Nitrogen

fertilizer applicator in the field
Figure 1. Fertilizer is one of a farmer's largest inputs and also the one that often varies the most in price from year to year. (Photo by Bob Klein)

Fertilizer Price Changes from 1994-2017 April 25, 2017

Fertilizer, one of the major costs in crop production, changes more in price each year than many other input costs. This articles addresses how farmers can reduce their fertilizer costs by selecting the most economical source for the fertilizer they need.

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Well nodulated soybean roots

Making Data-Driven Decisions on Soybean Inoculation April 6, 2017

Farmers, agronomists, and researchers provide three steps to deciding whether to inoculate soybeans this spring.

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KU researchers conducting water tests in the field

Kansas University Research: ‘Weather Whiplash’ Triggered by Changing Climate will Degrade Midwest’s Drinking Water April 3, 2017

One consequence of global climate change is the likelihood of more extreme seesawing between drought and flood, a phenomenon dubbed “weather whiplash.” In a peer-reviewed study researchers at the University of Kansas discuss how weather whiplash in the American Midwest's agricultural regions may after water quality, forcing municipalities to seek costly remedies to provide safe drinking water to residents.

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Cover of Nitrogen Exenders and Additives for Field Crops

Recommended Resource: Nitrogen Extenders and Additives for Field Crops March 9, 2017

A recently revised publication, Nitrogen Extenders and Additives for Field Crops, discusses their attributes, performance, and crop yield response in various trials, and reviews related research findings from land grant universities in the North Central Region.

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Value of manure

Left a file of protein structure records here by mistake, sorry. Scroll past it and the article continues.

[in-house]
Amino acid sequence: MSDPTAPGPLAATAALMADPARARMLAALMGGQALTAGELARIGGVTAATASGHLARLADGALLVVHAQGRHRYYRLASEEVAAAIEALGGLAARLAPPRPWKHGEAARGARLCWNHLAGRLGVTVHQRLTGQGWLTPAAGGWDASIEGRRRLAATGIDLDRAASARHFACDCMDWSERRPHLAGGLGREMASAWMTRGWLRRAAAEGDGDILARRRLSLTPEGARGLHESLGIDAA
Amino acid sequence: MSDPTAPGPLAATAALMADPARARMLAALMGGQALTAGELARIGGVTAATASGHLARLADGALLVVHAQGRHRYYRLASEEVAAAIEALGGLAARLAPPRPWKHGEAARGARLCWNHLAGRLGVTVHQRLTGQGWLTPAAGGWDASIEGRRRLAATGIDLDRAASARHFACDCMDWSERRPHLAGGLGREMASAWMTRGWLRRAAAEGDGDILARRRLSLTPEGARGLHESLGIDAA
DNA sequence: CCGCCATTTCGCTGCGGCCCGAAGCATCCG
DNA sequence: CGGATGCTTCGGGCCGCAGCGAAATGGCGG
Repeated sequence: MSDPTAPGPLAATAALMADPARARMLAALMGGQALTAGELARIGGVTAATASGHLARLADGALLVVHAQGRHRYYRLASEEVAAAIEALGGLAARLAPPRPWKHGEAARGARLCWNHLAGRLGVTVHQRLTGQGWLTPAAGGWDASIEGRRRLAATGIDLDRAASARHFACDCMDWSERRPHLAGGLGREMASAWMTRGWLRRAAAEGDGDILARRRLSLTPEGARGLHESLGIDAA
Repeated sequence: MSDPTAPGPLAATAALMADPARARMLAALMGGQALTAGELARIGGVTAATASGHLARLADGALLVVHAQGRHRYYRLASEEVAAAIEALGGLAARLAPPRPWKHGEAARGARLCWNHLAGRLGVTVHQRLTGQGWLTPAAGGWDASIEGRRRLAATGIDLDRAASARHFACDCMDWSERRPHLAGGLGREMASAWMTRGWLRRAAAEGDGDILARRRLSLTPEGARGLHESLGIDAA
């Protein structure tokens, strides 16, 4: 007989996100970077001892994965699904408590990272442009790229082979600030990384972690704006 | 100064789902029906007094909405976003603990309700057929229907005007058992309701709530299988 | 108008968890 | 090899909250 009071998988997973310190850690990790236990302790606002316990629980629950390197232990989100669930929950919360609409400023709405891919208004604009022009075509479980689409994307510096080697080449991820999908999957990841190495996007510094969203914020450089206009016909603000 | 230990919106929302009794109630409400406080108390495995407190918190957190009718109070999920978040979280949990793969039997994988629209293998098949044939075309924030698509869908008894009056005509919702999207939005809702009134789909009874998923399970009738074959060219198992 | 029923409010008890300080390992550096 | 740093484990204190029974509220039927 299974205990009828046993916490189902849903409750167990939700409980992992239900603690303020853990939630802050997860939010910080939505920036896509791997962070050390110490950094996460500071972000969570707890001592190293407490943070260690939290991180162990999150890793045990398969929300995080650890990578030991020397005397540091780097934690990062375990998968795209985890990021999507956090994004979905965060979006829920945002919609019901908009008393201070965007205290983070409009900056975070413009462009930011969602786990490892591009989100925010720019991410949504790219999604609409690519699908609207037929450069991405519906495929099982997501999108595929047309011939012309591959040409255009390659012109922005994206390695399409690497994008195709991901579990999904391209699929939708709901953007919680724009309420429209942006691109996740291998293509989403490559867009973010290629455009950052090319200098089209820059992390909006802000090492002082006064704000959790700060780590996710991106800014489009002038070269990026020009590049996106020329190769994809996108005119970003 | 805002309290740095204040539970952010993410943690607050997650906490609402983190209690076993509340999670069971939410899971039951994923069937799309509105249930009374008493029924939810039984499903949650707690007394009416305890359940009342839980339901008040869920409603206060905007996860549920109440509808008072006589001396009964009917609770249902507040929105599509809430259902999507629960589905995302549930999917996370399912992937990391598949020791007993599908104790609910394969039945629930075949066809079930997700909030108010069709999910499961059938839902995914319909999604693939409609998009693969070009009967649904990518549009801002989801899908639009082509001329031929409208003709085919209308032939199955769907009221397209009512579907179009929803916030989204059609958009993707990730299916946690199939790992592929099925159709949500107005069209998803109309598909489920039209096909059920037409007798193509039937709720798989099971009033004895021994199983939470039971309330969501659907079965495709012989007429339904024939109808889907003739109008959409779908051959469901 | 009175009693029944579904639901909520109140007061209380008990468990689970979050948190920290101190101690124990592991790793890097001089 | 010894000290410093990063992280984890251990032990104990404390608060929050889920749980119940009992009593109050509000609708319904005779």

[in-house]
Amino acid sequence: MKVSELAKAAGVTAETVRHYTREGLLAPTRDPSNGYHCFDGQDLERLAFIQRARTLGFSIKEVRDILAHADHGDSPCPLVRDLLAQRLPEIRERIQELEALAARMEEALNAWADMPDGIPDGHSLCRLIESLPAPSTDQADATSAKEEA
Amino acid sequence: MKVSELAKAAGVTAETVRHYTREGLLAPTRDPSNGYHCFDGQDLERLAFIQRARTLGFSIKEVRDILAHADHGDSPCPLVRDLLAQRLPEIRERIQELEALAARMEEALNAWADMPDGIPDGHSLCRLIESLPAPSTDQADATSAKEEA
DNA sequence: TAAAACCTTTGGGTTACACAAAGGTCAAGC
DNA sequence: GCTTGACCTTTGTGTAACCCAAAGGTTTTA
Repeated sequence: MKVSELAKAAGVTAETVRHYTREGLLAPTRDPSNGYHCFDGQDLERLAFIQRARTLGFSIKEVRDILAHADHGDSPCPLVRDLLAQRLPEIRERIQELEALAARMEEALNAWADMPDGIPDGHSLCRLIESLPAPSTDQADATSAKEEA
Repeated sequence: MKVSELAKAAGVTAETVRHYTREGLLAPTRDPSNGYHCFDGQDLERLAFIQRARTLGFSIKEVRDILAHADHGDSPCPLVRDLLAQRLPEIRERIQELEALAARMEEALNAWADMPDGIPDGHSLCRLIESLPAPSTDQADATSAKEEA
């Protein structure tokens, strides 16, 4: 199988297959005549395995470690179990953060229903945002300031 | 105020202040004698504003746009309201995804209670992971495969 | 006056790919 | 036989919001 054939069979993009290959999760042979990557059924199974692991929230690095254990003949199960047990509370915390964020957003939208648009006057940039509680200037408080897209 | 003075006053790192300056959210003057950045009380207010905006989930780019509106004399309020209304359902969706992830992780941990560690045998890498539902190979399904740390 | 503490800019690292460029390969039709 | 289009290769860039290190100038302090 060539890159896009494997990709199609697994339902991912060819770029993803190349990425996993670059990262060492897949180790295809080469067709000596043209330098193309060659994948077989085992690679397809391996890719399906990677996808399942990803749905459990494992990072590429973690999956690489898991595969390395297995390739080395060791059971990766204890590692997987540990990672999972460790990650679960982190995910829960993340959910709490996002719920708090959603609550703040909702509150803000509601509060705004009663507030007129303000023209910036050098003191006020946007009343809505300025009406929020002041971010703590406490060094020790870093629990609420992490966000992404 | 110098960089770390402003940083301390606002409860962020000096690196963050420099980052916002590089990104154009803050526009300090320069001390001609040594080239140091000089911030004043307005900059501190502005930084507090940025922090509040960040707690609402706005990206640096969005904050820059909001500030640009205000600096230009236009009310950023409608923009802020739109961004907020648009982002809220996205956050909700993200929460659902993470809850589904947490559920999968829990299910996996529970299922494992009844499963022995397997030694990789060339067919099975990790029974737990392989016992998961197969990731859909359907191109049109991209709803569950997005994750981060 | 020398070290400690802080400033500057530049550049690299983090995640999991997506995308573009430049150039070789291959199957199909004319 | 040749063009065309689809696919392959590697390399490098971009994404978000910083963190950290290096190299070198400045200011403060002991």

Finding Win-Wins for Manure: Maximizing Soil Quality Benefits March 6, 2017

Manure offers crop production wins by providing valuable nutrients and helping build soil organic matter and an active soil microbial community. Soils with organic matter levels on the low end of their typical range can benefit the most from manure applications that do not exceed the crop’s nitrogen requirements. Organic matter also improves soil aggregates which in turn helps increase infiltration of precipitation and irrigation water, improves water-holding capacity of the soil, and reduces runoff and erosion. Soils with these characteristics experience greater drought tolerance.

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fertilizer applicator in the field
Nebraska research shows that most NE growers can reduce their normal nitrogen rate in corn following alfalfa by applying the proper N credit. (Photo by Laura Thompson)

Cutting Costs Without Hurting Yields? Check Fertilizer N Rates in Corn after Alfalfa February 22, 2017

With tight crop margins for the 2017 growing season, many farmers are looking for ways to cut input costs without hurting yields. One way to do this is by giving the appropriate nitrogen credit when calculating how much N to apply to corn grown after a prior alfalfa crop.

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The Long View of Nitrogen Recommendations from Nebraska Extension January 6, 2017

At the 2017 Crop Production Clinics, the Nebraska Extension Soils Team is presenting a historical overview of how nitrogen recommendations for corn have developed and changed since the 1950s. We are also discussing what may lay ahead for nitrogen management.

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cover crops

Is Nitrogen Fixation Oversold with Legume Cover Crops? December 16, 2016

One expected benefit of using legumes as a cover crop is to provide a source of nitrogen (N) to the cropping system. However, when legumes are included in mixtures with grasses and broadleaves for a relatively short growing period, the amount of actual fixed N may be relatively low.

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